“Driftmark” begins with a funeral and ends on a rebirth, a rare inverse of the usual cycle that defines lives and stories in Westeros.
On the latest episode of The Terror, there’s a skeleton crew aboard ship, skeletal seamen sledging for rescue, and skeletons in Mr. Hickey’s closet.
In the third volume of our R.I.P. compilation episodes, Gabby speaks with Play Dead’s season 2 guests about their most memorable video game deaths.
When you’re from a small town and you don’t fit in, nothing can be more liberating than a trip to the big city.
Butterscotch Shenanigans' Sam Coster talks about developing Crashlands after being diagnosed with cancer.
Bajie and MK face off over what should be done about Sunny as his condition worsens in this exclusive clip from the next episode of Into the Badlands.
If there is such a thing as a good lie, is there such a thing as a good murder?
We've got an exclusive clip from next week's episode of Halt and Catch Fire!
It’s time to team up with parents and estranged siblings, it’s time to rob an evidence room, destroy an evil utility van, and make a sense-dep tank out of a kiddie pool. “The Bathtub” pulls together all the show’s plot threads into one propulsive rope of suspense.
“It Sounded Better In My Head” shows us how many of the inmates are confronted by the mistakes of their past, the consequences in their present, and their options for the future.
Elena and Peter weigh in on Game of Thrones episode 5.7 "The Gift," what they call one of the weakest episodes of the show ever!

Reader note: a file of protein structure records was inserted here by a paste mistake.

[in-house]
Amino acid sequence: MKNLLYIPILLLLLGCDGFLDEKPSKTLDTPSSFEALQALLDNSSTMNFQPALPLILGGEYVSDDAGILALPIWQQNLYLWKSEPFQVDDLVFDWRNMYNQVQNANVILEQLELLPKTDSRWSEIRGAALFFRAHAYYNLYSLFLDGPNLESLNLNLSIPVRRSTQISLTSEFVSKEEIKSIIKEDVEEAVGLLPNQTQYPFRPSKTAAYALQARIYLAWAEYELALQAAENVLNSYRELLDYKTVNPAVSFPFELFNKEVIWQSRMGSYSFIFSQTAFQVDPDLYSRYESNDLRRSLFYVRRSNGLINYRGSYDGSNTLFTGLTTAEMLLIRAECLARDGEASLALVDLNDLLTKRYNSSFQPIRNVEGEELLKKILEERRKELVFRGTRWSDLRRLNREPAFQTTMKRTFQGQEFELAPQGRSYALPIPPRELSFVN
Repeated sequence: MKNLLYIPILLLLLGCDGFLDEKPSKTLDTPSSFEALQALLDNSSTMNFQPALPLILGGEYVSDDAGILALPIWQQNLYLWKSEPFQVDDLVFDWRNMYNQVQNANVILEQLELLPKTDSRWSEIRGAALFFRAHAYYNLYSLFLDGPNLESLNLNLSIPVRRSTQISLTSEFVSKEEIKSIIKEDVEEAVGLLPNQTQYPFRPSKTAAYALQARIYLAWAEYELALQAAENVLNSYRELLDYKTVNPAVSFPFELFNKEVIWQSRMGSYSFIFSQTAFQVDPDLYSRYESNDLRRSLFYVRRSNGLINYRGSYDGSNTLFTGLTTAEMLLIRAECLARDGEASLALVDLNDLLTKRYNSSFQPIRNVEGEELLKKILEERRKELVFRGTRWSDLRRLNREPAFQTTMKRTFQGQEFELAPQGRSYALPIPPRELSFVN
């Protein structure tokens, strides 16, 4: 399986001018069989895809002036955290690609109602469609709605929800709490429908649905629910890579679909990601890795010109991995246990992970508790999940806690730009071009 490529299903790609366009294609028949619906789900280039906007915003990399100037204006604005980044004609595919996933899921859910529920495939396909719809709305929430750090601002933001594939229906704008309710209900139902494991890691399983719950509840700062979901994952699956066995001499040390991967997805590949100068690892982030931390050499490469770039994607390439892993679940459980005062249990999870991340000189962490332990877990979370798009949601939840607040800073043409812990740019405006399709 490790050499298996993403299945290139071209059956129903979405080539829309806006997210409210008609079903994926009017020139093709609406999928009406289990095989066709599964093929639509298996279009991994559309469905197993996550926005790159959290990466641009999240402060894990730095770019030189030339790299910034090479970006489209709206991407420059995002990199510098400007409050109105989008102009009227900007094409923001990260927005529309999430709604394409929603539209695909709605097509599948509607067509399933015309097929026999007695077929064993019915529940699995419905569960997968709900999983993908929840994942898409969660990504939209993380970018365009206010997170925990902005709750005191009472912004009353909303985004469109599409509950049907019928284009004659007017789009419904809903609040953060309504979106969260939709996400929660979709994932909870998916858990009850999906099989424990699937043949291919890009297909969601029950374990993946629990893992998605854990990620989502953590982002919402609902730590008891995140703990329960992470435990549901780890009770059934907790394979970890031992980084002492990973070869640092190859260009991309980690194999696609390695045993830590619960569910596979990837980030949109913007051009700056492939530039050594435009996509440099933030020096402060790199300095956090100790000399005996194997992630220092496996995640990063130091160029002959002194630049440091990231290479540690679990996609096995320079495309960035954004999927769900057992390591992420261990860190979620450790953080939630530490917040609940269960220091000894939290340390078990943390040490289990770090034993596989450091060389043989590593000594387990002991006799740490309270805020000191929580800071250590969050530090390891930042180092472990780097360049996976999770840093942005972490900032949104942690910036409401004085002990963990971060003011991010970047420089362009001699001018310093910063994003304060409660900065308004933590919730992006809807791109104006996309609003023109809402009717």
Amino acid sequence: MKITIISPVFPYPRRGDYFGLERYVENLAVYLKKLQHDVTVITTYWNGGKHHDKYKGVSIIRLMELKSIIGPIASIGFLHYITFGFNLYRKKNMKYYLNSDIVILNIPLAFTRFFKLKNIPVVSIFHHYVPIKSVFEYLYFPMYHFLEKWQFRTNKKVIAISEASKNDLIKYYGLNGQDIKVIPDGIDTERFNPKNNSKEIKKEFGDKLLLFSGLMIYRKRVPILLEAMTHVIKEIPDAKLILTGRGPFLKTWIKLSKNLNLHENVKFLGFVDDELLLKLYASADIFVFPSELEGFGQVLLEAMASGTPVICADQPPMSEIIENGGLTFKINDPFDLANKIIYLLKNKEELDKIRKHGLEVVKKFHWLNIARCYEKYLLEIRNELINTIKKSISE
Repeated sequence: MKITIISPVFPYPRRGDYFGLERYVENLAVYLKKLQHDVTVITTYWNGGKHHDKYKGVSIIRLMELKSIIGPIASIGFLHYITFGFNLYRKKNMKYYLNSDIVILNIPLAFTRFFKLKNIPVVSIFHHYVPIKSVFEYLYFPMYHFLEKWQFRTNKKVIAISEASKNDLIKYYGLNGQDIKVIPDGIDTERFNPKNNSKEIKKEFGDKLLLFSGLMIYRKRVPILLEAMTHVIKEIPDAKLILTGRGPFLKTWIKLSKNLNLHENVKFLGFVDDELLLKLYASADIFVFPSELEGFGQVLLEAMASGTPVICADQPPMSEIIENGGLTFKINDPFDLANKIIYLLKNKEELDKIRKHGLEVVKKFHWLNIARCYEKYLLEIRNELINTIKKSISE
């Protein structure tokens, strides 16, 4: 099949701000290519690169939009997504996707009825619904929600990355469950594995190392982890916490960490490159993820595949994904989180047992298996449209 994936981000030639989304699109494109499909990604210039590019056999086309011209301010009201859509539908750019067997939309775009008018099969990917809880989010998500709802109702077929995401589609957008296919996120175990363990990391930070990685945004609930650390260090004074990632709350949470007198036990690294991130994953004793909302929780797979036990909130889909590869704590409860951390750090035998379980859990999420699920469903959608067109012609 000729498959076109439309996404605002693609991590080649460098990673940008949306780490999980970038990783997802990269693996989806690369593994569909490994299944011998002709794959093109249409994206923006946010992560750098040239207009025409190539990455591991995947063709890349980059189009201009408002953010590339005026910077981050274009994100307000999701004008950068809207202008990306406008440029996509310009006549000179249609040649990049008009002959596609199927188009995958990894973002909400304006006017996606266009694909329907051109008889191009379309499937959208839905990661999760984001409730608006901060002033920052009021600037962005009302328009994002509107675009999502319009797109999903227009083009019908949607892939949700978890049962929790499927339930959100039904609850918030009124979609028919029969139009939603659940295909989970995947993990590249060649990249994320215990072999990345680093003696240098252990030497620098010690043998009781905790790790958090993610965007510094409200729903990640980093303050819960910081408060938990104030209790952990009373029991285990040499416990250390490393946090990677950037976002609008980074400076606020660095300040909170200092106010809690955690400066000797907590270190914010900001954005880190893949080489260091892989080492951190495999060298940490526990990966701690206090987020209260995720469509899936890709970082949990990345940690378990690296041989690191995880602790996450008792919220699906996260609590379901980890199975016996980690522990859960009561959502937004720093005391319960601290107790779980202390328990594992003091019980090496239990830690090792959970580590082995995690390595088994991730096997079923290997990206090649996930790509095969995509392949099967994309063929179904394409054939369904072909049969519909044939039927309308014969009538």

This week on Orphan Black, countless secrets were revealed to each of the characters, with some hilarious and devastating consequences.
“Mockingbird” is all about unfunny jokes: lies that are told to make sense of chaos and control the actions of others. Game of Thrones is not a funny show, but this episode illustrates that it still has a use for humour.
The middle hour Hannibal's thirteen episode season, “Yakimono” is tasked with wiping the slate clean for a strong second half story arc. Hannibal Lecter is in complete control and no one, not even characters from the books, are safe from his voracious appetite.
Disguised as a lit trail of gunpowder leading to a jam-packed keg, True Detective is a thread of black yarn that continues to burn throughout the crowded firework factory that Nic Pizzolatto has made for us, expertly missing all the fuses and gas cans that lesser shows would ignite.